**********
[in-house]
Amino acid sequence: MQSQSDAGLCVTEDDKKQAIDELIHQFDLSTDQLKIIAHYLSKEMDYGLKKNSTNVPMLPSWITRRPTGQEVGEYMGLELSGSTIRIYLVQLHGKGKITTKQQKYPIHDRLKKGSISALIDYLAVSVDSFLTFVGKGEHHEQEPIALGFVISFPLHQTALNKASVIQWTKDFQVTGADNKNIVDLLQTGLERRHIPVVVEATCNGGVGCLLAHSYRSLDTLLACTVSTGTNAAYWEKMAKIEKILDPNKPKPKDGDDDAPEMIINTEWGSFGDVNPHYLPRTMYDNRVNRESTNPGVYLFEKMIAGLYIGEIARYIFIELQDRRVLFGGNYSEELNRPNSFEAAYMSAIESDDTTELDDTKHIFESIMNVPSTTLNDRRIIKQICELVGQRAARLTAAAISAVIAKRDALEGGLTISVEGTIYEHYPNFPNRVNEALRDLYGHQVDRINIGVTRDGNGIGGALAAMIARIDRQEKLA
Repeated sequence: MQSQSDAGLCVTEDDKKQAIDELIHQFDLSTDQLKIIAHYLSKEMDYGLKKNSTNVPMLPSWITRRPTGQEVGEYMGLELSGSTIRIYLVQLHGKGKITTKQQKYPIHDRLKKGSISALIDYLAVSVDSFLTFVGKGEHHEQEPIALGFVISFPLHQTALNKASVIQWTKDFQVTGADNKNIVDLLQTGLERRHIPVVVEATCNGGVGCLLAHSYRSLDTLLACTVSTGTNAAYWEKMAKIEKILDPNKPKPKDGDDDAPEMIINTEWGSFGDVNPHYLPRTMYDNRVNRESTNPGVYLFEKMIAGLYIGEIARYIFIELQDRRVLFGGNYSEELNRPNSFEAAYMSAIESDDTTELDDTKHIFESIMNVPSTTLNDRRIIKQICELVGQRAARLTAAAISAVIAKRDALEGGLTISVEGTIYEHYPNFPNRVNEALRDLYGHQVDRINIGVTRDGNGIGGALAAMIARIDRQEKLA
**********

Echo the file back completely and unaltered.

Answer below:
[in-house]
Amino acid sequence: MQSQSDAGLCVTEDDKKQAIDELIHQFDLSTDQLKIIAHYLSKEMDYGLKKNSTNVPMLPSWITRRPTGQEVGEYMGLELSGSTIRIYLVQLHGKGKITTKQQKYPIHDRLKKGSISALIDYLAVSVDSFLTFVGKGEHHEQEPIALGFVISFPLHQTALNKASVIQWTKDFQVTGADNKNIVDLLQTGLERRHIPVVVEATCNGGVGCLLAHSYRSLDTLLACTVSTGTNAAYWEKMAKIEKILDPNKPKPKDGDDDAPEMIINTEWGSFGDVNPHYLPRTMYDNRVNRESTNPGVYLFEKMIAGLYIGEIARYIFIELQDRRVLFGGNYSEELNRPNSFEAAYMSAIESDDTTELDDTKHIFESIMNVPSTTLNDRRIIKQICELVGQRAARLTAAAISAVIAKRDALEGGLTISVEGTIYEHYPNFPNRVNEALRDLYGHQVDRINIGVTRDGNGIGGALAAMIARIDRQEKLA
Repeated sequence: MQSQSDAGLCVTEDDKKQAIDELIHQFDLSTDQLKIIAHYLSKEMDYGLKKNSTNVPMLPSWITRRPTGQEVGEYMGLELSGSTIRIYLVQLHGKGKITTKQQKYPIHDRLKKGSISALIDYLAVSVDSFLTFVGKGEHHEQEPIALGFVISFPLHQTALNKASVIQWTKDFQVTGADNKNIVDLLQTGLERRHIPVVVEATCNGGVGCLLAHSYRSLDTLLACTVSTGTNAAYWEKMAKIEKILDPNKPKPKDGDDDAPEMIINTEWGSFGDVNPHYLPRTMYDNRVNRESTNPGVYLFEKMIAGLYIGEIARYIFIELQDRRVLFGGNYSEELNRPNSFEAAYMSAIESDDTTELDDTKHIFESIMNVPSTTLNDRRIIKQICELVGQRAARLTAAAISAVIAKRDALEGGLTISVEGTIYEHYPNFPNRVNEALRDLYGHQVDRINIGVTRDGNGIGGALAAMIARIDRQEKLA